Deccan Nursery Tales/The Island Palace
THE ISLAND PALACE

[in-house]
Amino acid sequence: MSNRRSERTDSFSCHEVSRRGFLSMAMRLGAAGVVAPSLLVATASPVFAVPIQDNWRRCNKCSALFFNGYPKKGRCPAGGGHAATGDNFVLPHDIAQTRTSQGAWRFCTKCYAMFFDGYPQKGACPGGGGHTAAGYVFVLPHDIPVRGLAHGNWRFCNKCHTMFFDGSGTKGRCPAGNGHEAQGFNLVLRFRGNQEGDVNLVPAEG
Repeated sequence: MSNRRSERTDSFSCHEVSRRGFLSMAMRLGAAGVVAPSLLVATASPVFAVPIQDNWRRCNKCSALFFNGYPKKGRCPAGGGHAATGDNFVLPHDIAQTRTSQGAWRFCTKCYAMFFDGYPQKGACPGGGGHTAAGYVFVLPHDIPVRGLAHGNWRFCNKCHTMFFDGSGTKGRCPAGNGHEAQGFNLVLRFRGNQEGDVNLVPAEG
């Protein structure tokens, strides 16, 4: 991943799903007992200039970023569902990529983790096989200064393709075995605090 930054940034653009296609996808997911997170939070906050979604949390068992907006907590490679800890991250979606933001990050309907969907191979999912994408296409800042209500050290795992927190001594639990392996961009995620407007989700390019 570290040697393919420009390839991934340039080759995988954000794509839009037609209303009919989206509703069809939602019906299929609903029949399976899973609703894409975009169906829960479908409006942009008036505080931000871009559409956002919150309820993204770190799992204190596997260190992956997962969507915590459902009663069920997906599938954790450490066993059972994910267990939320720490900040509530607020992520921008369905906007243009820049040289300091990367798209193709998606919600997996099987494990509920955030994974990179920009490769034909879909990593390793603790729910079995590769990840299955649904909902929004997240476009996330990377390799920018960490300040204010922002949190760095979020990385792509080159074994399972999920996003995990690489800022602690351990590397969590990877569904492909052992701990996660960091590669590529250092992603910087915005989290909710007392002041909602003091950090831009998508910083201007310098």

ONCE upon a time there was a town called Atpat. In it there lived a Brahman. He had a disciple who used every day to go to the village pond and bathe and worship the god Shiva. On the way he had to walk through the sandy island in the dry bed of the river. And, as he went home across the island, he used to hear a voice cry, "Shall I come? Shall I come? Shall I come?"; but when he looked round he could see no one. The Brahman's disciple at last got so frightened that he withered up until he became as dry and as thin as a bone. At last the Brahman said, "You have no wish to eat or drink; yet you are so thin. What is the reason?" The boy replied, "I neither wish to eat, nor want to eat, nor crave to eat. But I am frightened out of my wits. For whenever I come back from my bath I hear a voice behind me call out, 'Shall I come? Shall I come? Shall I come?'; but when I look round there is no one there." The Brahman said, "Do not be afraid, and when you next hear the voice, do not look behind you, but call out as boldly as you can, 'Come along, come along, come along.'" Next day the disciple went as usual to his bath in the village pond. He worshipped the god Shiva, and as he came home he heard the cry behind him, "Shall I come? Shall I come? Shall I come?" The boy was very frightened, but he did not look behind him. In a short time he mastered his fears, and then in a voice like a bull roaring he cried out, "Come along, come along, come along." At last he reached home, calling all the time and without once looking behind him.